112. ^ Martin, Douglas (1985-09-22). "Guru's Commune Roiled As Key Leader Departs". The New York Times (The New York Times Company). http://www.nytimes.com/1985/09/22/us/guru-s-commune-roiled-as-key-leader-departs.html. Retrieved 2008-03-15. 
  113. ^ a b Carter 1990, pp. 233–238
  114. ^ Carus 2002, p. 50
  115. ^ a b Mehta 1993, p. 118
  116. ^ Aveling 1994, p. 205
  117. ^ FitzGerald 1986b, p. 109
  118. ^ Aveling 1999, p. 17
  119. ^ Fox 2002, p. 50
  120. ^ Gordon 1987, p. 210
  121. ^ a b c d Gordon 1987, pp. 210, 241
  122. ^ Shunyo 1993, p. 74
  123. ^ a b Der Spiegel article dated 9 December 1985 (German)
  124. ^ Storr 1996, p. 59
  125. ^ Charlotte Observer article dated 4 November 1985
  126. ^ Osho: The Last Testament, Vol. 4, Chapter 19 (transcript of an interview with German magazine, Der Spiegel)
  127. ^ a b c Associated Press (October 2, 1985). "Guru's arrest not imminent". Spokane Chronicle: p. D6. 
  128. ^ Sally Carpenter Hale, Associated Press (October 1, 1985). "Rajneesh renouncing his cult's religion". The Ledger: p. 8A.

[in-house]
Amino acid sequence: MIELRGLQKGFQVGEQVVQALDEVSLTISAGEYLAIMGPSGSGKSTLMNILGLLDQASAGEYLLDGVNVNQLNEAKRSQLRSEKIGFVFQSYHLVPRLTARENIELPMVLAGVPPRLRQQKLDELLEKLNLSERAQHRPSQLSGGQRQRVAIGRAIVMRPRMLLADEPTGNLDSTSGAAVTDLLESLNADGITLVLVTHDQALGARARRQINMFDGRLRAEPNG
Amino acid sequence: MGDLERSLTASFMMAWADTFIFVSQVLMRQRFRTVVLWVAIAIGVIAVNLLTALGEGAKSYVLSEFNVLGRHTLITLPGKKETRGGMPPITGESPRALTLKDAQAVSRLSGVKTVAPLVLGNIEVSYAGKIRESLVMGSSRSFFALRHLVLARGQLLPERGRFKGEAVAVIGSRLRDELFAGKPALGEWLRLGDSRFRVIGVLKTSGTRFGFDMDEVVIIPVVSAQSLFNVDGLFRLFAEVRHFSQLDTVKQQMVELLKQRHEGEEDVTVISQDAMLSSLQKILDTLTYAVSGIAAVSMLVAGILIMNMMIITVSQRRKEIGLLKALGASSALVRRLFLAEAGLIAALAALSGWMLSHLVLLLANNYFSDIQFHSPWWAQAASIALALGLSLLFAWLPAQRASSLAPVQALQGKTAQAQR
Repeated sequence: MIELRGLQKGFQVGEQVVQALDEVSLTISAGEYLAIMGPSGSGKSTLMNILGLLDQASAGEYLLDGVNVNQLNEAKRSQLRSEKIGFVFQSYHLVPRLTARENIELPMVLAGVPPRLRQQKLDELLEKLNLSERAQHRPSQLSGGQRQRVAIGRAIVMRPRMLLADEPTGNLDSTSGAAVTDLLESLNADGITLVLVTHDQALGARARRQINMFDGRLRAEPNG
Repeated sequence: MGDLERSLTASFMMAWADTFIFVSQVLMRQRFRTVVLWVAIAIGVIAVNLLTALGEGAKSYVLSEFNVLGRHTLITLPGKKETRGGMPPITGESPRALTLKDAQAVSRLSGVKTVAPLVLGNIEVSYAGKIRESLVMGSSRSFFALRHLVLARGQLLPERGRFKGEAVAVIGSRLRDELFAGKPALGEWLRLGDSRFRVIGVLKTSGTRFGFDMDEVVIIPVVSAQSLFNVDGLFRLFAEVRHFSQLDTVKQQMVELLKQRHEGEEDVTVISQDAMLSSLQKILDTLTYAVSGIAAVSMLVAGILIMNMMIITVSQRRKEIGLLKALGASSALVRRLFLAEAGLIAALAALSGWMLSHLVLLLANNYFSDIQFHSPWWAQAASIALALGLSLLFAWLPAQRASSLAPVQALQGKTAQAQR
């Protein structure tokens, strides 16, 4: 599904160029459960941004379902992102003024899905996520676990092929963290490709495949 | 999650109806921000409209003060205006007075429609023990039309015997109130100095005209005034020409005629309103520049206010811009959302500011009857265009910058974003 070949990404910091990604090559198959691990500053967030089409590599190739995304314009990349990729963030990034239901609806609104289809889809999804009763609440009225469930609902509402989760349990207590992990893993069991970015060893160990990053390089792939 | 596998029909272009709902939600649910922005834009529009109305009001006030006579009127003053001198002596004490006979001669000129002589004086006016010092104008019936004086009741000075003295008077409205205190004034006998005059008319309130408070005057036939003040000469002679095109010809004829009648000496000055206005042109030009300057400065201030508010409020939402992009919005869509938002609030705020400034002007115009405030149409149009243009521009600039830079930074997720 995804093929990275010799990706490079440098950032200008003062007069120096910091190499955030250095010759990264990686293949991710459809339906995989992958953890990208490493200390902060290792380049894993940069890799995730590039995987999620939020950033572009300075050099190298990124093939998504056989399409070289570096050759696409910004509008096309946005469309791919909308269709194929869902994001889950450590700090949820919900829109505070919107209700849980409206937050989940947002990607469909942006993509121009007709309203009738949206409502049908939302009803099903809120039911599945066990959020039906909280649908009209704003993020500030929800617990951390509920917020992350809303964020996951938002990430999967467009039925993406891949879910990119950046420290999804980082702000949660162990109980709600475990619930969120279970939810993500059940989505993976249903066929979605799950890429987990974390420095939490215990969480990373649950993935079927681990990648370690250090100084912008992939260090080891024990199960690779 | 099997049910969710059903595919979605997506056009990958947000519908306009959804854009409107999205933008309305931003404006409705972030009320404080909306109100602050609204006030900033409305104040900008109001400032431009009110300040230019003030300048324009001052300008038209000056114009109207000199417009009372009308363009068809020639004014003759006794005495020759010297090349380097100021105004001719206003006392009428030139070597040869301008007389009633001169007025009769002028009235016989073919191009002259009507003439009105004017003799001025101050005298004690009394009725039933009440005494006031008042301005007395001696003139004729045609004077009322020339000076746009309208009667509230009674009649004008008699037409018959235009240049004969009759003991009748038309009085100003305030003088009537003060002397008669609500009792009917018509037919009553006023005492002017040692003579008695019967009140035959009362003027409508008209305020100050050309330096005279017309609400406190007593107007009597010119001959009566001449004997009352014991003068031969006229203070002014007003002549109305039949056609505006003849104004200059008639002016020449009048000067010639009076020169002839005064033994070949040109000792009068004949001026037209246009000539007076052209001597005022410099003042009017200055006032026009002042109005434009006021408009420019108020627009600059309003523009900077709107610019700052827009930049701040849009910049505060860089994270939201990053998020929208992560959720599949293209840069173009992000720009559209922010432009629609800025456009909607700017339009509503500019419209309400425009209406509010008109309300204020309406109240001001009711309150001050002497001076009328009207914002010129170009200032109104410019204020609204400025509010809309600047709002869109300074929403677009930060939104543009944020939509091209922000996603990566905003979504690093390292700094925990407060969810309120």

129. ^ a b c FitzGerald 1986b, p. 110
  130. ^ a b Carter 1990, p. 232
  131. ^ a b Palmer & Sharma 1993, p. 52
  132. ^ Associated Press (November 5, 1985). "Transfer delayed - Rajneesh to stay for another night in Oklahoma city". Spokane Chronicle: p. A2. 
  133. ^ Carter 1990, pp. 232, 233, 238
  134. ^ a b FitzGerald 1986b, p. 111
  135. ^ a b Carter 1990, pp. 234–235
  136. ^ Gordon 1987, pp. 199–201
  137. ^ AP (November 16, 1985). "Around the Nation; Guru's Disciples to Sell Some Commune Assets". New York Times. http://www.nytimes.com/1985/11/16/us/around-the-nation-guru-s-disciples-to-sell-some-commune-assets.html. Retrieved 2008-11-09.